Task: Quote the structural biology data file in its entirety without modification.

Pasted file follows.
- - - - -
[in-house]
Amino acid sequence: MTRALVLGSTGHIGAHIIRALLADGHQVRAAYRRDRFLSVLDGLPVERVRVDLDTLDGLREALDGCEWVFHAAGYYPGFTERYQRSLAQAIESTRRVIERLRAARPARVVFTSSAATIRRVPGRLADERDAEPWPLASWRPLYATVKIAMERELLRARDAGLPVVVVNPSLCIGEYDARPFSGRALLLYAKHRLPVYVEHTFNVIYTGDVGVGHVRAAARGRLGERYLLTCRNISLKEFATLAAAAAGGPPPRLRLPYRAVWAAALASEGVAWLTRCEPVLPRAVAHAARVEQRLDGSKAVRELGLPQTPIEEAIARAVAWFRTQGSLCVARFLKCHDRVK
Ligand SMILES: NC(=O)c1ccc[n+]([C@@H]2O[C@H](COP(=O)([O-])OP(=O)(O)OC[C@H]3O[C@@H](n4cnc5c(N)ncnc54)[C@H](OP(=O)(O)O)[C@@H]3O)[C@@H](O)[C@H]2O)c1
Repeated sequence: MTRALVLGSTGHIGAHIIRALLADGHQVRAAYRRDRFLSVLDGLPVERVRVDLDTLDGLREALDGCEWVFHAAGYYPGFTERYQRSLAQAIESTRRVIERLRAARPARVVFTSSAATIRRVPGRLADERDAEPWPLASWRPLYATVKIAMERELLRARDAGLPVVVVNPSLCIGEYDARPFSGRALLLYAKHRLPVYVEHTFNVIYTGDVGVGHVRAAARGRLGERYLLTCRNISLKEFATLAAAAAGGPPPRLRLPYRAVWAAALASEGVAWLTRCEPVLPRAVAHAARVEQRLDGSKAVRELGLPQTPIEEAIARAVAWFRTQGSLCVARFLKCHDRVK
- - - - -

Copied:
[in-house]
Amino acid sequence: MTRALVLGSTGHIGAHIIRALLADGHQVRAAYRRDRFLSVLDGLPVERVRVDLDTLDGLREALDGCEWVFHAAGYYPGFTERYQRSLAQAIESTRRVIERLRAARPARVVFTSSAATIRRVPGRLADERDAEPWPLASWRPLYATVKIAMERELLRARDAGLPVVVVNPSLCIGEYDARPFSGRALLLYAKHRLPVYVEHTFNVIYTGDVGVGHVRAAARGRLGERYLLTCRNISLKEFATLAAAAAGGPPPRLRLPYRAVWAAALASEGVAWLTRCEPVLPRAVAHAARVEQRLDGSKAVRELGLPQTPIEEAIARAVAWFRTQGSLCVARFLKCHDRVK
Ligand SMILES: NC(=O)c1ccc[n+]([C@@H]2O[C@H](COP(=O)([O-])OP(=O)(O)OC[C@H]3O[C@@H](n4cnc5c(N)ncnc54)[C@H](OP(=O)(O)O)[C@@H]3O)[C@@H](O)[C@H]2O)c1
Repeated sequence: MTRALVLGSTGHIGAHIIRALLADGHQVRAAYRRDRFLSVLDGLPVERVRVDLDTLDGLREALDGCEWVFHAAGYYPGFTERYQRSLAQAIESTRRVIERLRAARPARVVFTSSAATIRRVPGRLADERDAEPWPLASWRPLYATVKIAMERELLRARDAGLPVVVVNPSLCIGEYDARPFSGRALLLYAKHRLPVYVEHTFNVIYTGDVGVGHVRAAARGRLGERYLLTCRNISLKEFATLAAAAAGGPPPRLRLPYRAVWAAALASEGVAWLTRCEPVLPRAVAHAARVEQRLDGSKAVRELGLPQTPIEEAIARAVAWFRTQGSLCVARFLKCHDRVK